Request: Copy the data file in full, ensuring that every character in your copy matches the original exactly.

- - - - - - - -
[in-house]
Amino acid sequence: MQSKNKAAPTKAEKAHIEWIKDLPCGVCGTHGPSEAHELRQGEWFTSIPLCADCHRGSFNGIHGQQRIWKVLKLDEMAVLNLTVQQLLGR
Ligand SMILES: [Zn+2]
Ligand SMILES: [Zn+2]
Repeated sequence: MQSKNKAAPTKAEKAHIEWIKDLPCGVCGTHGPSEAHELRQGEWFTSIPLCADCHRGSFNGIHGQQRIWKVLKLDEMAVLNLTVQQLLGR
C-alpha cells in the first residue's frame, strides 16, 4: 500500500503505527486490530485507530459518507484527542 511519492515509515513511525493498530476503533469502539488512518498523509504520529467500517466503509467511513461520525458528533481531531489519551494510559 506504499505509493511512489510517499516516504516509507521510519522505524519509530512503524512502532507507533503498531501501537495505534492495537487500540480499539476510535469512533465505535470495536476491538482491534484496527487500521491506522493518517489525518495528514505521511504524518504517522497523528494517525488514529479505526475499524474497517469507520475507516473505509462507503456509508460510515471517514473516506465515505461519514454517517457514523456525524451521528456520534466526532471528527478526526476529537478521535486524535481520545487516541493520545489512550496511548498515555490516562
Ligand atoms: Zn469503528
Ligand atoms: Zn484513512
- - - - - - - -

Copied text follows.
[in-house]
Amino acid sequence: MQSKNKAAPTKAEKAHIEWIKDLPCGVCGTHGPSEAHELRQGEWFTSIPLCADCHRGSFNGIHGQQRIWKVLKLDEMAVLNLTVQQLLGR
Ligand SMILES: [Zn+2]
Ligand SMILES: [Zn+2]
Repeated sequence: MQSKNKAAPTKAEKAHIEWIKDLPCGVCGTHGPSEAHELRQGEWFTSIPLCADCHRGSFNGIHGQQRIWKVLKLDEMAVLNLTVQQLLGR
C-alpha cells in the first residue's frame, strides 16, 4: 500500500503505527486490530485507530459518507484527542 511519492515509515513511525493498530476503533469502539488512518498523509504520529467500517466503509467511513461520525458528533481531531489519551494510559 506504499505509493511512489510517499516516504516509507521510519522505524519509530512503524512502532507507533503498531501501537495505534492495537487500540480499539476510535469512533465505535470495536476491538482491534484496527487500521491506522493518517489525518495528514505521511504524518504517522497523528494517525488514529479505526475499524474497517469507520475507516473505509462507503456509508460510515471517514473516506465515505461519514454517517457514523456525524451521528456520534466526532471528527478526526476529537478521535486524535481520545487516541493520545489512550496511548498515555490516562
Ligand atoms: Zn469503528
Ligand atoms: Zn484513512